Movies, Work, Writing

Forget it Monkey, it’s Chinatown

There is a scene near the end of the movie Chinatown where the morally bankrupt millionaire Noah Cross (John Huston) tells private eye Jake Gittes (Jack Nicholson) that deep down inside, most people are capable of some pretty rotten things.

Your Monkey is not quite as corrupt as old Noah Cross.

But he had a similar revelation recently after he took a long hard look at himself and discovered that he’s not just bad at writing cover letters, but downright terrible at it.

Of all the cruel ironies in a world filled with cruelty and irony!

To be a writer who can’t write a cover letter must be the worst of all.

Sure, your Monkey is OK at writing other things, but when it comes to cover letters, it is a jumbled mess of run on sentences, warmed-over cliches, and half-baked ideas that don’t speak at all to the specifics of the job or his personal accomplishments. No wonder human resources types are nauseated by his every entreaty.

How is anyone supposed to give this Monkey a chance when his first foot forward is a horribly awkward one?

A writer who can’t write a cover letter is like a dentist with a mouth full of fillings, a personal trainer who smokes, or a doctor who can’t stand the sight of blood.

It just doesn’t work.

And thus,  sadly, neither will this Monkey. At least not at any job he has to write a cover letter for.

Shameless self indulgence, Work, Writing

This is the Cover Letter I’d Like to Write

Your Monkey has tried, my friends. He has played the cover letter game the way it is supposed to be played.

He has used strong action verbs and assertive language to paint his accomplishments in the best possible light.

He has been confident and assured in describing his abilities and yet careful to portray himself as the consummate team player.

He has taken the time to craft each cover letter to the specifics of the job posting.

He has bent over backwards to appeal to prospective employers by flattering them about the importance of their business.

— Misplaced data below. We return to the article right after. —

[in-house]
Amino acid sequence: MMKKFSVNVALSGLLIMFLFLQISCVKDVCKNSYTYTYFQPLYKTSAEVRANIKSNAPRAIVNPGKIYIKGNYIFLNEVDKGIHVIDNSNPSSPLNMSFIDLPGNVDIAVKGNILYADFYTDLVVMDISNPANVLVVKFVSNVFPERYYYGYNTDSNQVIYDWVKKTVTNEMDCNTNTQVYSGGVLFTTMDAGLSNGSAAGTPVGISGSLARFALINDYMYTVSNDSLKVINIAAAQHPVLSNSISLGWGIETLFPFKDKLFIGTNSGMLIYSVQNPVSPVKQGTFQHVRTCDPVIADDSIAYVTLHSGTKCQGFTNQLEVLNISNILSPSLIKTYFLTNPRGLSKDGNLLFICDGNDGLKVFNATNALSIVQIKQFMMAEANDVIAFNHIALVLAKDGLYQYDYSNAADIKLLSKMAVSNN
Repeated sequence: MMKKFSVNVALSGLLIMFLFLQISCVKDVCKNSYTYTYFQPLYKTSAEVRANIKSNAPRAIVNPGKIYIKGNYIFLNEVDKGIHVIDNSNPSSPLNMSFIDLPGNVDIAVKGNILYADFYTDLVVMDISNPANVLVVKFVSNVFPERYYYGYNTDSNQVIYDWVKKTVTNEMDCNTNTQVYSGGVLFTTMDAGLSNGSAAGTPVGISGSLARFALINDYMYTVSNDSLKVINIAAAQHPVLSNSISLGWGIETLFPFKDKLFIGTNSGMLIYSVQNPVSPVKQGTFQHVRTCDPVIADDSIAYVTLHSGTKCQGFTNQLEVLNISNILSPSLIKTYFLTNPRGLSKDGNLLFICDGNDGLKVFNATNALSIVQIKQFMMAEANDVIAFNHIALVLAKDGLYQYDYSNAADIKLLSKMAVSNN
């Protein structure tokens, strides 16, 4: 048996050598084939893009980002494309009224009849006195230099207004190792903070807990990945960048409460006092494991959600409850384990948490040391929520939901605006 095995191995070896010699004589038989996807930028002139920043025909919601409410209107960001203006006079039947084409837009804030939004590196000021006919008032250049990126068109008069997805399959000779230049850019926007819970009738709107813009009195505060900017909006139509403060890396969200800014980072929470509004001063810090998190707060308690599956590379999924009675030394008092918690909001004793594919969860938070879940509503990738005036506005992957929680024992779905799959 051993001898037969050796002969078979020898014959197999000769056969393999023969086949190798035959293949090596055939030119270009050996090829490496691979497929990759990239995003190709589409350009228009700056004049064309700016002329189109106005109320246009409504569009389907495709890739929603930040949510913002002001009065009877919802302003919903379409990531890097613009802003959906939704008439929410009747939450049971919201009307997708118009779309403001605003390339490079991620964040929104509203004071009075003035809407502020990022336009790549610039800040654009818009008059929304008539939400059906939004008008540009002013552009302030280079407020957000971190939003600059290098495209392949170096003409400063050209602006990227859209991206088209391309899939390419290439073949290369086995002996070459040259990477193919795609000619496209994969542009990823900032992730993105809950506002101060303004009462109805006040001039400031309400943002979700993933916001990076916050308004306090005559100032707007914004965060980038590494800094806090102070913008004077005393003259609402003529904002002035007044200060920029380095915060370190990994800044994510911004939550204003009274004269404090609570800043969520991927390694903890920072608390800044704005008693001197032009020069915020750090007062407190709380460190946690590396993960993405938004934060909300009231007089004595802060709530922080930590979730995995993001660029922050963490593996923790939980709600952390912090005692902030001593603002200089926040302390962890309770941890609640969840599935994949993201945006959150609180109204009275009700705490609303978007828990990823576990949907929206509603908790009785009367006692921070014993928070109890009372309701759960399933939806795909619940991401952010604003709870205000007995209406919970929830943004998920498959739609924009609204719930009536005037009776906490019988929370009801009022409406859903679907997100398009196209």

“It has been my lifelong dream to work in the publishing field.”

“It would truly be an honor to work in education.”

“My greatest thrill in life is to write direct, action-oriented copy for your faulty, environmentally-unfriendly products.”

But all of it has failed.

Perhaps it is because your Monkey is not being honest. Perhaps it is time for him to try a more direct approach.

Let’s get the truth out there.

Dear Sir or Mademoiselle,

I’m not sure why I’m bothering to write this, because I am sure you are not bothering to read this. I’m not even sure you have an open position in your (publishing/education/web development) company.

You probably just like to post attractive-sounding jobs to drive desperate copywriting Monkeys crazy on the weekend.

If you do indeed have an opening, you will probably fill it with some attractive young professional who drives a nice car and has a Facebook page filled with dynamic photos and “YOLOS” and takes weeklong vacations to Jamaica and knows how to play golf.

You will not fill it with an aging 30-something Monkey who wears the same four shirts each week (with one wild card for casual Fridays) and only has two pairs of pants that can truly be defined as work-appropriate.

The world doesn’t work that way.

But here is why you should toss aside those tried-and-true conventions and (to paraphrase Abba) take a chance on me.

Unlike the aforementioned young professional who will find themselves distracted by things like a meaningful life and romantic intrigue and other career opportunities, your humble Monkey applicant will have nothing better to do than focus 100% of his attention on this new position.

My obsessive need to please and all-encompassing fear of screwing something up is your key to ensuring maximum effort and minimum complaining. My inability to say no means that you’ll always have an enthusiastic volunteer for your next tedious and inconsequential project.

Plus, you can take sadistic pleasure in knowing that the merest indication that you are less than satisfied with my work will drive me into a weeklong state of despair and desperation.

And that my social anxiety will prevent me from feeling comfortable in the position for at least two years, meaning that I certainly won’t be looking for a new job any time soon, no matter what egregious advantages you take of me.

So what do you say? My personal shortcomings could be the key to your next big management win.

Enclosed is a resume that is sure to contain at least one typo.

Please give me a call at your earliest convenience (or your latest convenience, or three months from now when I will still be slavishly waiting by the phone). I look forward to hearing from you.


Grumpy S. Monkey